How I automated the process of generating color themes
At Swiftly I design white-label web and mobile tools for retailers. The products are designed so that customers can customize the colors and graphic assets to match their company’s brand and obtain an intuitive and attractive interface. As such, we face the unique challenge of creating a consistent user interface with a constraint, that the color palette for each of our clients will be different.
Each element in the user interface has an assigned color style, and to re-skin the UI, we must update all the colors assigned to color styles. For each client, we did this manually to ensure an accurate and accessible result. But this approach was inefficient and highly error-prone due to the repetitiveness and volume of work required to update all the colors for both light and dark themes and to test them.
Thus, I decided to take a programmatic approach.
To determine whether or not this process can be automated, I began by researching the logic behind the colors used in our UI. Taking the most diverse color themes that we had at the time, I manually compared all colors in these themes. Next, I exported all colors in CSV format to identify patterns and sorted and grouped them based on different parameters.
I found that each app had one to three basic colors and that all the other colors were simply variations of the basic colors. Moreover, all non-basic colors were generated by the same logic for every theme.
To verify the logic, I manually recreated some of the themes using Adobe Color Wheel, and, to my surprise, it worked pretty well.
This small experiment helped me verify the logic and find additional variables and constraints.
Suddenly, I faced a huge issue. With Adobe Color Wheel or other popular color conversion tools results were highly unpredictable in terms of accessibility and contrast ratio.
There were some requirements for an accent color in our system. We used the accent color to replace the primary color in some cases, so we needed them to have similar perceptual brightness. Additionally, the accent color was by default the opposite (complimentary) of the primary color.
Here was what happened when I took a yellow color as a primary one. The yellow color #FFFF00 (60 H, 100 S, 100 B) had a contrast ratio of 19.56, while its suggested complementary blue color #0000FF (240 H, 100 S, 100 B) had a contrast ratio of 2.44. There was only a change in hue, but the colors had a completely different perceptual luminance, so we couldn’t use them as a pair.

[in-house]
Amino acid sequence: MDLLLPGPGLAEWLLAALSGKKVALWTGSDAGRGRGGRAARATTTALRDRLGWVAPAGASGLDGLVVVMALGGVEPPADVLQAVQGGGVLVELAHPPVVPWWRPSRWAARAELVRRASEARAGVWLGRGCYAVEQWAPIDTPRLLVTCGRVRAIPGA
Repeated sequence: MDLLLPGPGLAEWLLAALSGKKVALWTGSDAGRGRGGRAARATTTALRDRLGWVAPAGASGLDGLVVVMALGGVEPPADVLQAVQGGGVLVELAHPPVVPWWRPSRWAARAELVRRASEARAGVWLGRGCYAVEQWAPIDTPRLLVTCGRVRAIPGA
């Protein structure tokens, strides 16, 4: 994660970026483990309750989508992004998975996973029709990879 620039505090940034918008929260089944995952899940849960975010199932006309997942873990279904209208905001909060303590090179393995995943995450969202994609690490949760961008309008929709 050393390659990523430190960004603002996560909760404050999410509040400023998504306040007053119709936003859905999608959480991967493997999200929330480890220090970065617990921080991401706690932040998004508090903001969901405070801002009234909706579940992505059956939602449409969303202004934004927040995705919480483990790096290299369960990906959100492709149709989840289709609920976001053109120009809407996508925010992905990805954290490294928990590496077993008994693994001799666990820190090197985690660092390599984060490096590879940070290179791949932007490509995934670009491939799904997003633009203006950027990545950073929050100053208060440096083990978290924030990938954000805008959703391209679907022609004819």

There was a problem with the color space used by most color conversion tools. The RGB color space (or its variation HSB) does not respect human perception of brightness and contrast.
I was not the first one who faced this problem, and after some research, I learned that the proper way to solve this issue was using LCH color space. You can read about color spaces in the insightful articles by Evil Martians or Eugene Fedorenko.
My testing of the LCH color space with a color converter created by Evil Martians found that it worked quite well for us. Hence, after gathering all the logic from the previous steps and resolving the issue with color brightness, I proceeded to prototype a tool for generating color themes.
Here is a public version of this prototype with a standardized color palette.
Give it a try!
Having created a functional prototype, I built a Figma plugin. I found a handy template for creating Figma plugins by Thomas Lowry with all the necessary components in the Figma style. Thus, with the help of this template, my own prototype, Figma’s API, and StackOverflow, I built the first version of the plugin.
After adding additional settings and a mode switcher, I tested the results on some clients. Although I had to correct colors manually in some cases, this was a significant improvement compared to our 100% manual approach.
I showed it to the engineering team, who suggested adding a feature to export color styles. Using it, we were able to improve the design process and leverage the plugin to help engineers and the QA team in re-skining and testing the product.
I also added several new features, including saving color themes, publishing them in a team library, and even creating an API.
With my continued improvements, the plugin has already become an everyday tool for our team, and has improved our workflow significantly.
“The tool that Andrei has created allows the full product & Engineering team to express endless brands on our platform, without sacrificing good color practice such as accessibility standards and effective UX color communication. What once was a month long challenge to balance a brand’s style guide to our platform became an instant plug-and-play activity possible in moments.”Emily Corace,
As a product grows, the complexity of a design system increases. Before, color themes could be created manually, but this added complexity created the potential for human error. Even without errors, such a manual process was highly inefficient. Moreover, a design system used at scale can compound even the smallest errors and negatively affect the user experience. By automating the design process, we can create high-quality assets that are well-tested and ready for production.
While working on this project, I discovered that the LCH color space is superior to old-school RGB. Moreover, chroma.js provides a very reliable color conversion tool, and the Figma documentation is relatively easy to follow.
By automating the generation of color themes, I could avoid human error and save considerable time on manual work and accessibility checks.
In addition to the original version, I created a simplified community version (the original has some settings and features specific to our product). Feel free to try it!
I want to thank my colleagues Emily Corace, Nikita Danchenko, Andre Marante, and Hasan Edain for their support throughout the process.